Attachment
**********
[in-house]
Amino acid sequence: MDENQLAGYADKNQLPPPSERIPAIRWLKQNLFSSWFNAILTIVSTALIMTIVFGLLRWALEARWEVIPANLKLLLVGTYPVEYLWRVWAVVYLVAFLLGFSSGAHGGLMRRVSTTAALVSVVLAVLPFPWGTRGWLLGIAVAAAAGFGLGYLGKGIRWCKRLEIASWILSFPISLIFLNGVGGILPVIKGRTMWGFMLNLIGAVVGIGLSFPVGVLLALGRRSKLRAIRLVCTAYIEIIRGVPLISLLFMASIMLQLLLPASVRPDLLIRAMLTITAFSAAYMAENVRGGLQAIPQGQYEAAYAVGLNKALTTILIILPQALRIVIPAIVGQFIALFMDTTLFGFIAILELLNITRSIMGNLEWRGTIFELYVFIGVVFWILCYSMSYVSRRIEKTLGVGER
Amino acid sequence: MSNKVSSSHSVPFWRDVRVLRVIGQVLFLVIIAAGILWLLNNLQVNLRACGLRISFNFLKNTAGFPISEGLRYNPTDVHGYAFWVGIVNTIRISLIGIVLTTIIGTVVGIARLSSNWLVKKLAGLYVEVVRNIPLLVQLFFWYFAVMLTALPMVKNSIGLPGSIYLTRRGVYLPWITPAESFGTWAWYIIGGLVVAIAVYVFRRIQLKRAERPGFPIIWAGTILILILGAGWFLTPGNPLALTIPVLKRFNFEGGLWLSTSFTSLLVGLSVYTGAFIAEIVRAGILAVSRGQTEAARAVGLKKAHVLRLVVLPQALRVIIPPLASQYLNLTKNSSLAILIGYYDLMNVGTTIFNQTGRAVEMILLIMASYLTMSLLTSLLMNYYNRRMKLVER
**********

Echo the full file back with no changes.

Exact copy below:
[in-house]
Amino acid sequence: MDENQLAGYADKNQLPPPSERIPAIRWLKQNLFSSWFNAILTIVSTALIMTIVFGLLRWALEARWEVIPANLKLLLVGTYPVEYLWRVWAVVYLVAFLLGFSSGAHGGLMRRVSTTAALVSVVLAVLPFPWGTRGWLLGIAVAAAAGFGLGYLGKGIRWCKRLEIASWILSFPISLIFLNGVGGILPVIKGRTMWGFMLNLIGAVVGIGLSFPVGVLLALGRRSKLRAIRLVCTAYIEIIRGVPLISLLFMASIMLQLLLPASVRPDLLIRAMLTITAFSAAYMAENVRGGLQAIPQGQYEAAYAVGLNKALTTILIILPQALRIVIPAIVGQFIALFMDTTLFGFIAILELLNITRSIMGNLEWRGTIFELYVFIGVVFWILCYSMSYVSRRIEKTLGVGER
Amino acid sequence: MSNKVSSSHSVPFWRDVRVLRVIGQVLFLVIIAAGILWLLNNLQVNLRACGLRISFNFLKNTAGFPISEGLRYNPTDVHGYAFWVGIVNTIRISLIGIVLTTIIGTVVGIARLSSNWLVKKLAGLYVEVVRNIPLLVQLFFWYFAVMLTALPMVKNSIGLPGSIYLTRRGVYLPWITPAESFGTWAWYIIGGLVVAIAVYVFRRIQLKRAERPGFPIIWAGTILILILGAGWFLTPGNPLALTIPVLKRFNFEGGLWLSTSFTSLLVGLSVYTGAFIAEIVRAGILAVSRGQTEAARAVGLKKAHVLRLVVLPQALRVIIPPLASQYLNLTKNSSLAILIGYYDLMNVGTTIFNQTGRAVEMILLIMASYLTMSLLTSLLMNYYNRRMKLVER